Why are biopsies not usually performed on the thyroid gland?
What is the alternative?
Thyroid gland is very vascular
Do FNA instead
Describe the normal appearance of the thyroid gland?
Fleshy, mahogany coloured
Describe the origin of the cells of the thyroid gland?
C cells are neuroendocrine in origin
Rest are of epithelial origin
Describe the normal histology of the thyroid gland?
Round/oval follicles, various sizes
Epithelial cells line follicles
Follicles filled with colloid
Thin, fibrous septa with rich vascular supply
C cells (difficult to distinguish in H&E)
Describe the different histological appearance of inactive and active thyroid follicles?
Inactive: low cuboidal cells, follicle filled with colloid
Active: tall cuboidal/columnar cells, scalloping of colloid (cells taking up colloid)
Describe the metabolic symptoms of hypothyroidism?
cold, thickened skin
Describe the effects of hypothyroidism on the nervous system and the consequences of this?
Sympathetic nervous system underactivity > bradycardia, angina, slow reflexes, constipation, decreased mood and concentration
Which population is most affected by hypothyroidism?
What are the most common causes of hypothyroidism?
What is thyrotoxicosis?
Elevated circulating fT3 and fT4
Describe the metabolic effects of hyperthyroidism?
warm, flushed skin
Describe the effects of hyperthyroidism on the nervous system, and the consequences of this?
Sympathetic nervous system overactivity > palpitations, AF, cardiomegaly, tremor, anxiety, insomnia, diarrhoea
What are the major causes of thyrotoxicosis?
Hyperfunctioning toxic multinodular goiter
Describe the cause of a simple goiter?
Impaired synthesis of thyroid hormone > TSH elevation > thyroid growth stimulated
Describe the thyroid hormone levels in a simple goiter?
Usually euthyroid, with slightly high TSH
What is the most common cause of simple goiter?
Describe the histological appearrance of a simple goiter?
Crowded cells line follicles
Some follicles largr than others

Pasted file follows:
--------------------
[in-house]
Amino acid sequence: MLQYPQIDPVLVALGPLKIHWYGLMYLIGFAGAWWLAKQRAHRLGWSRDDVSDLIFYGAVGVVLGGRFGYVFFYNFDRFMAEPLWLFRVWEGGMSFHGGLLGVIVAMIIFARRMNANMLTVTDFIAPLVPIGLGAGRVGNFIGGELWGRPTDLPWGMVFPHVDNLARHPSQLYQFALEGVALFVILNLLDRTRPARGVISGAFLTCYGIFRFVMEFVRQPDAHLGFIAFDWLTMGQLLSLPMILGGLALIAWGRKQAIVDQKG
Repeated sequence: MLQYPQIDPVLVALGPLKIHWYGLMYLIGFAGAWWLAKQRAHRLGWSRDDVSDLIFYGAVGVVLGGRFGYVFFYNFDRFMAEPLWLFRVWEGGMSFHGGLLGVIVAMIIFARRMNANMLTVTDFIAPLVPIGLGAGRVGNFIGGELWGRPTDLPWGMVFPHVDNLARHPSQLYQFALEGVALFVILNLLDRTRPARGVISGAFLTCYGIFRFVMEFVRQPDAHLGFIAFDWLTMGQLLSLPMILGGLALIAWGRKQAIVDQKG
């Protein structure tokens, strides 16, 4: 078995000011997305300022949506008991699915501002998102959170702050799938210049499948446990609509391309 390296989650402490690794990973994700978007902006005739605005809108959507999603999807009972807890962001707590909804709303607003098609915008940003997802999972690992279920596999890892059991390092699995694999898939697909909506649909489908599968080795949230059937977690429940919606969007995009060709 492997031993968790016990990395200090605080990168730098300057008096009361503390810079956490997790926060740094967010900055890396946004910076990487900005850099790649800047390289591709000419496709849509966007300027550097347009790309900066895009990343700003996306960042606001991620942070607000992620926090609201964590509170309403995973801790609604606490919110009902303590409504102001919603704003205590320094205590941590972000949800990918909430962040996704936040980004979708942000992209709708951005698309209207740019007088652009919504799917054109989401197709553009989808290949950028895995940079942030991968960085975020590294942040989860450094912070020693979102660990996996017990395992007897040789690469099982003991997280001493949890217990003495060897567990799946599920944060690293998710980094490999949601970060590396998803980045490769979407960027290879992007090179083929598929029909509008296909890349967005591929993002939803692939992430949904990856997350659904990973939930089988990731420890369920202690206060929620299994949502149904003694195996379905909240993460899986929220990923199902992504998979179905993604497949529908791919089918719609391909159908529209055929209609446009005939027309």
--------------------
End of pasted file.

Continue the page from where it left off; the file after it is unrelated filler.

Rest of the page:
Large colloid-filled cysts may be present
Describe what happens to the thyroid follicles in a simple goiter with:
a) TSH resolution
b) TSH persistence
a) Follicles incolute
b) Follicles rupture, haemorrhage or grow larger
Describe what can happen to a simple goiter over time?
Cycles of hyperplasia and involution > follicles can become large nodules > multinodular goiter
What can multinodular goiter progress to?
What are the consequences of this?
Nodules can be autonomous (secrete thyroid hormone without TSH) > toxic multinodular goiter
Patient may become hyperhtyroid
What is Pemberton's sign?
When does it occur?
Enlarged thyroid > compresses SVC when arms raised > blood backlog in SVC
Describe the histological appearrance of Hashimoto's thyroiditis?
Mononuclear inflammatory infiltrate: lymphocytes, plasma cells, germinal centres
Hurthle cells: thyroid cells with abundant, eosinophilic, granular cytoplasm
Increased interstitial connective tissue: fibrosis/scarring
Describe the gross pathology of Hashimoto's thyroiditis?
Enlatge at first > atrophic
Cut surface: firm, tan-yellow, pale, nodular
Describe the cause of Hashimoto's thyroiditis?
Breakdown of tolerance to thyroid tissues
Damage by: CD8 cytotoxic cell-mediated death, cytokine-mediated cell death, TSH-blocking Abs
Which population is most affected by Hashimoto's thyroiditis?
Describe the clinical presentation of Hashimoto's thyroiditis?
High Anti-g Abs
Very high Anti-TPO
High TSH, low fT4
Describe the triad of clinical findings in Graves disease?
1) Hyperhtyroidism due to diffuse, hyperfunctional enlargement of the thyroid
2) Infiltrative opthalmopathy > exopthalmos
3) Localised infiltrative dermopathy (pretibial myxoedoma)
What is the cause of Graves disease?
Stimulatory auto-Ab to TSH receptor
Describe the histological appearance of Graves disease?
Tall, crowded follicular cells > papillae
Diffuse hypertrophy and hyperplasia
Describe the gross pathology of Graves disease?
Diffuse symmetrical enlargement of thyroid
Soft, meaty cut surface